US 20100015459 A1
The present invention relates to improvement in printability of coated paper by adding composition comprising granular starch onto the paper, said composition being essentially free of mineral or synthetic pigment.
1. Composition for improving printability of coated paper comprising granular starch, rheology modifier and at least one binder, said composition being essentially free of mineral or synthetic pigment.
2. Composition according to
3. Composition according to
4. Composition to
5. Method for improving printability of coated paper by applying a composition comprising at least one binder onto the paper wherein the composition contains granular starch and rheology modifier, said composition being essentially free of mineral or synthetic pigment.
6. Method according to
7. Method according to
8. Paper comprising a first coating (precoat) containing mineral or synthetic pigment and at least one binder and a second coating (topcoat) containing at least one binder wherein the second coating comprises granular starch and rheology modifier, said second coating being essentially free of mineral or synthetic pigment.
9. Paper according to
11. A method of offset printing comprising the steps of applying to paper a composition comprising at least one binder wherein the composition contains granular starch and rheology modifier, said composition being essentially free of mineral or synthetic pigment.
The present invention relates to improved printability of coated paper in the sense of e.g. reduced ink-demand, lower ink rub-off and higher delta gloss.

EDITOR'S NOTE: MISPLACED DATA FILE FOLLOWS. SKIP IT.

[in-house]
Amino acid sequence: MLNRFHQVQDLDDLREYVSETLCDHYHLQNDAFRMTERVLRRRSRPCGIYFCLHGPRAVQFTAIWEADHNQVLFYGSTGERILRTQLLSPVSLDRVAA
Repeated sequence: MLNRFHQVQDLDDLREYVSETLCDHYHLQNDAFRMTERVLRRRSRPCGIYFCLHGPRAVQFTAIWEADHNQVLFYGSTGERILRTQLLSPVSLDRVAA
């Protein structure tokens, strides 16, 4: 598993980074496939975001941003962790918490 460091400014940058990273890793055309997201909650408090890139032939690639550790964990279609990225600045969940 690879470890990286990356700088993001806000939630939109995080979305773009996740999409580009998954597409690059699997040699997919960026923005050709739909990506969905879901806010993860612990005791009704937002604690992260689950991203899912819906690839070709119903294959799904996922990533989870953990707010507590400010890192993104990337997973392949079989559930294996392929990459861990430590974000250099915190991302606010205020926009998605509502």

Paper is coated with coating colour mainly to improve printing properties. The relatively rough surface of a base paper is smoothened by coating it with layer(s) containing mineral or synthetic pigment and binder. The coated paper is then dried to a suitable moisture level and usually calendered. Pigment coating improves paper properties such as brightness, opacity, gloss and smoothness all contributing to the quality of printing.
High gloss and smoothness are not always desirable. Too glossy paper may result in that the printed image or text does not distinguish enough from the background as the so called delta gloss (the difference in gloss between printed and unprinted area) is too low. Too smooth surface may cause rub-off problem in printing as the ink does not absorb/adhere fast enough to the paper. There are some solution alternatives to make the surface more dull or matt, e.g. matt (silk) calandering or coating colour pigment selection. Ink rub-off is problem also with matt coated paper.
In EP-A1-770493 ink jet recording material is made by forming an ink-receiving layer on at least one surface of a support sheet. The support sheet is made by melt-laminating a polyolefin resin, which may contain white pigment, on a surface of a natural pulp-containing paper sheet. The ink-receiving layer contains water-soluble resin and colloidal pigment particles.